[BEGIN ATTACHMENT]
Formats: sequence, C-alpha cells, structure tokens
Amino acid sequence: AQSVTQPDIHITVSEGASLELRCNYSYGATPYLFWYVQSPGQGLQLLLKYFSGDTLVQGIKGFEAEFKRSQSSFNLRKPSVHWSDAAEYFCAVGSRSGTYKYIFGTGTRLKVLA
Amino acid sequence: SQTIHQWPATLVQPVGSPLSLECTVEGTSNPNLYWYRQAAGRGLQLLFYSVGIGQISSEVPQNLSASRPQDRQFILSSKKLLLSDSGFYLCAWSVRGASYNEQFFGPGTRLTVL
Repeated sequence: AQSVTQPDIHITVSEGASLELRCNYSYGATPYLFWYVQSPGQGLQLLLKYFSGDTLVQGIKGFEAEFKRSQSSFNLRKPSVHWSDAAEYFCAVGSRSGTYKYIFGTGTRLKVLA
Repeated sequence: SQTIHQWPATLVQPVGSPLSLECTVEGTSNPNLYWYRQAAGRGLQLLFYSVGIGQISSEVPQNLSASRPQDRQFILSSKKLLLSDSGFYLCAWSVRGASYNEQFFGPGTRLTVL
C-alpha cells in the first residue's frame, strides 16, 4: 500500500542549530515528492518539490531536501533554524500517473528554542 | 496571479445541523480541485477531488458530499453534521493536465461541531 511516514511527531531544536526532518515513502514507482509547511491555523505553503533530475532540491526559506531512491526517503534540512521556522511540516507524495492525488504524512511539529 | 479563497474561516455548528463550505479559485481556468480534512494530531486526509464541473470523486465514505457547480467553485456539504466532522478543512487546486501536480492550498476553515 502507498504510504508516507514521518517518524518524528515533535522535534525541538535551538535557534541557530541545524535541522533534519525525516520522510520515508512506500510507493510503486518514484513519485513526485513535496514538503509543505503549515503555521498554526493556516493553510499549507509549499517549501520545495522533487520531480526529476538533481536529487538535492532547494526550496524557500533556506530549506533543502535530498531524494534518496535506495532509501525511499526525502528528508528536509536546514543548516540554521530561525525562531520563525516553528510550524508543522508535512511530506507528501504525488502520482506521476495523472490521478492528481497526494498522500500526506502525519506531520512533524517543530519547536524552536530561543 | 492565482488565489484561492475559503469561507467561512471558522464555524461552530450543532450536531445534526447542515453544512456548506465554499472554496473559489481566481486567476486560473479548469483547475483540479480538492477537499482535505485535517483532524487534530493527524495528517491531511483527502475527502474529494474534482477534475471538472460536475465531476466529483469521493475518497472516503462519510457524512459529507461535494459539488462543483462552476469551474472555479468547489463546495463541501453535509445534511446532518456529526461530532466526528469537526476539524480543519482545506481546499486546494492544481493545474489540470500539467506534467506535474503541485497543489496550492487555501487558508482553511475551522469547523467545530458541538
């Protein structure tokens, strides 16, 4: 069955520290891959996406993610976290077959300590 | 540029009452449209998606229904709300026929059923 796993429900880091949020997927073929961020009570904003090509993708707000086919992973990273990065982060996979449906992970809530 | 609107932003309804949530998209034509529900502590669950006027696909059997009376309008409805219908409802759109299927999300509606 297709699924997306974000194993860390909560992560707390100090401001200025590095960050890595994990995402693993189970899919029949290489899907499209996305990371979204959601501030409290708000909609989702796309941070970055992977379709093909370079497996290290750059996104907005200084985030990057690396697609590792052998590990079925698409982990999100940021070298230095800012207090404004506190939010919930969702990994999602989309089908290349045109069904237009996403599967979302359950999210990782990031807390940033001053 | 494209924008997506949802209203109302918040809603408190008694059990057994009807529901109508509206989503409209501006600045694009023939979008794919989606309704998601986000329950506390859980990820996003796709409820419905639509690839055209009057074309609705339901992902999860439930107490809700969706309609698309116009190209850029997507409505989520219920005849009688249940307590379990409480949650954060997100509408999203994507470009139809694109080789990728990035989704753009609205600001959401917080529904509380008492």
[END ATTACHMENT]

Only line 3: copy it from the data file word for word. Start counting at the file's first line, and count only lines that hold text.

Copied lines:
Amino acid sequence: SQTIHQWPATLVQPVGSPLSLECTVEGTSNPNLYWYRQAAGRGLQLLFYSVGIGQISSEVPQNLSASRPQDRQFILSSKKLLLSDSGFYLCAWSVRGASYNEQFFGPGTRLTVL